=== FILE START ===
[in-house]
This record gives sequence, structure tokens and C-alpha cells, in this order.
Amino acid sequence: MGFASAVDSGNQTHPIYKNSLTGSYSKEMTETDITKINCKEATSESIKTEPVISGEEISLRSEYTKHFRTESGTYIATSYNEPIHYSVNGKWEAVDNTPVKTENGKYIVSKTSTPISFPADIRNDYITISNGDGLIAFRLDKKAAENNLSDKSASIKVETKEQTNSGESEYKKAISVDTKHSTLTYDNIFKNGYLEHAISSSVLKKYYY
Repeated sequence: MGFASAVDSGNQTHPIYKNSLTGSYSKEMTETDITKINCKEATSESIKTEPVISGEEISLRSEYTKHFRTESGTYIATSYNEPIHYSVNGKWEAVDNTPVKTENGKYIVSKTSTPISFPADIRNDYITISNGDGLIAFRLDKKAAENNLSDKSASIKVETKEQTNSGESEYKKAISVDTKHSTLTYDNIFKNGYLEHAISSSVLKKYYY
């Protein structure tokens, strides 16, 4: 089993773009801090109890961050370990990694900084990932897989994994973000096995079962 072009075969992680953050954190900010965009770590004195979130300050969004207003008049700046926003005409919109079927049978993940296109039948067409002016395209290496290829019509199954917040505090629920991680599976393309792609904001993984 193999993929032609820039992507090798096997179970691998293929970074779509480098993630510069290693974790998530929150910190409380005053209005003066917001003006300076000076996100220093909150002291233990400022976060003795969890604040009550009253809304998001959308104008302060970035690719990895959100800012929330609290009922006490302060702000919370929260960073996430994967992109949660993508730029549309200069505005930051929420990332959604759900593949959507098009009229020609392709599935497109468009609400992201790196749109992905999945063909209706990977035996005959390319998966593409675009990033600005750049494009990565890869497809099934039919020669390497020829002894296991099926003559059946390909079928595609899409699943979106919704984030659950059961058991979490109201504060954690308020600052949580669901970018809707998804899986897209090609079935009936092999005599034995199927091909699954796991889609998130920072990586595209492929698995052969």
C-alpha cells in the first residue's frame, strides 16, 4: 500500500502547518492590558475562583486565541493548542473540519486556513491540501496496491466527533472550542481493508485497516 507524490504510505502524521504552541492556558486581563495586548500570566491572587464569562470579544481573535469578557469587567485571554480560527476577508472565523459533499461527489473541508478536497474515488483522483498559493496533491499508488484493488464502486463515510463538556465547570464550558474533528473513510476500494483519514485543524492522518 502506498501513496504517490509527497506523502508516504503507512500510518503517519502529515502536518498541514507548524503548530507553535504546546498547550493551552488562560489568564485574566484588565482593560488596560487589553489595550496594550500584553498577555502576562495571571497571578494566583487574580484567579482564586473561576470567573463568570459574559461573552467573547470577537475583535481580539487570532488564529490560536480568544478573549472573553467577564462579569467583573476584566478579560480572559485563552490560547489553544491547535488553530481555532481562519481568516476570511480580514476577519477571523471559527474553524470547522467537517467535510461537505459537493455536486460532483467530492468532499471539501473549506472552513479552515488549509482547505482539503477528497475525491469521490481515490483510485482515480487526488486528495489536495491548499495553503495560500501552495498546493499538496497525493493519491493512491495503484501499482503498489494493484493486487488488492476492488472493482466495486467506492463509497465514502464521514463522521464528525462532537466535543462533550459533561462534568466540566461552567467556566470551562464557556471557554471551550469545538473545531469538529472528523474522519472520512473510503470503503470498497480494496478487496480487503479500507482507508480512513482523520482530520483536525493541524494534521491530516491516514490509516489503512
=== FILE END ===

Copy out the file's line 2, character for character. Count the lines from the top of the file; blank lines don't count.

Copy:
This record gives sequence, structure tokens and C-alpha cells, in this order.